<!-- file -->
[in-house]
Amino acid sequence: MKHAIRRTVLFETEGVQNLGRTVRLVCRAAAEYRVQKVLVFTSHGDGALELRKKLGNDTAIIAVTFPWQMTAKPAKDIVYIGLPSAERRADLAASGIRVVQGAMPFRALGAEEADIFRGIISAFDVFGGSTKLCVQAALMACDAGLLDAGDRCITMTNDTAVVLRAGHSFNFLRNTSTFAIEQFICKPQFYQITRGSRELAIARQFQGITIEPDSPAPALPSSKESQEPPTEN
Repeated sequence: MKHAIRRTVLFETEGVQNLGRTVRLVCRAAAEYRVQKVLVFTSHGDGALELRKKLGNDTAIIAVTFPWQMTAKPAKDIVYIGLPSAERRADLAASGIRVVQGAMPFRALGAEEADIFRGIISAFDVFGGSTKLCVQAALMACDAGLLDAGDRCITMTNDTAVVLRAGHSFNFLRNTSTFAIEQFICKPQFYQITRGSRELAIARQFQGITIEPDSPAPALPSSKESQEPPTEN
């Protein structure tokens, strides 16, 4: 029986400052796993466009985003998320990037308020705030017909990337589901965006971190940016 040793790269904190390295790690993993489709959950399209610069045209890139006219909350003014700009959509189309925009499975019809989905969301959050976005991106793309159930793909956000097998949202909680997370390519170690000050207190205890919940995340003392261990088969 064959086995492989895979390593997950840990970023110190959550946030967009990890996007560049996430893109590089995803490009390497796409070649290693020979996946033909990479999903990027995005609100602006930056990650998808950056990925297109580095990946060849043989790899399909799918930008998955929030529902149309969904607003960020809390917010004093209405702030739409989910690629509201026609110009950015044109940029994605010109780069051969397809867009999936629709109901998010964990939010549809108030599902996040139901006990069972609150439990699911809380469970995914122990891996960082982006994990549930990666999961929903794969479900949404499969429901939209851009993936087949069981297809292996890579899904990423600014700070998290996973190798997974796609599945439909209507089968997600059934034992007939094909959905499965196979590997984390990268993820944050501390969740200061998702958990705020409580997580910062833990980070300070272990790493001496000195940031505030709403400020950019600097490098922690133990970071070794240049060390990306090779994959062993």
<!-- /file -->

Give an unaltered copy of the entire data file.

[in-house]
Amino acid sequence: MKHAIRRTVLFETEGVQNLGRTVRLVCRAAAEYRVQKVLVFTSHGDGALELRKKLGNDTAIIAVTFPWQMTAKPAKDIVYIGLPSAERRADLAASGIRVVQGAMPFRALGAEEADIFRGIISAFDVFGGSTKLCVQAALMACDAGLLDAGDRCITMTNDTAVVLRAGHSFNFLRNTSTFAIEQFICKPQFYQITRGSRELAIARQFQGITIEPDSPAPALPSSKESQEPPTEN
Repeated sequence: MKHAIRRTVLFETEGVQNLGRTVRLVCRAAAEYRVQKVLVFTSHGDGALELRKKLGNDTAIIAVTFPWQMTAKPAKDIVYIGLPSAERRADLAASGIRVVQGAMPFRALGAEEADIFRGIISAFDVFGGSTKLCVQAALMACDAGLLDAGDRCITMTNDTAVVLRAGHSFNFLRNTSTFAIEQFICKPQFYQITRGSRELAIARQFQGITIEPDSPAPALPSSKESQEPPTEN
């Protein structure tokens, strides 16, 4: 029986400052796993466009985003998320990037308020705030017909990337589901965006971190940016 040793790269904190390295790690993993489709959950399209610069045209890139006219909350003014700009959509189309925009499975019809989905969301959050976005991106793309159930793909956000097998949202909680997370390519170690000050207190205890919940995340003392261990088969 064959086995492989895979390593997950840990970023110190959550946030967009990890996007560049996430893109590089995803490009390497796409070649290693020979996946033909990479999903990027995005609100602006930056990650998808950056990925297109580095990946060849043989790899399909799918930008998955929030529902149309969904607003960020809390917010004093209405702030739409989910690629509201026609110009950015044109940029994605010109780069051969397809867009999936629709109901998010964990939010549809108030599902996040139901006990069972609150439990699911809380469970995914122990891996960082982006994990549930990666999961929903794969479900949404499969429901939209851009993936087949069981297809292996890579899904990423600014700070998290996973190798997974796609599945439909209507089968997600059934034992007939094909959905499965196979590997984390990268993820944050501390969740200061998702958990705020409580997580910062833990980070300070272990790493001496000195940031505030709403400020950019600097490098922690133990970071070794240049060390990306090779994959062993």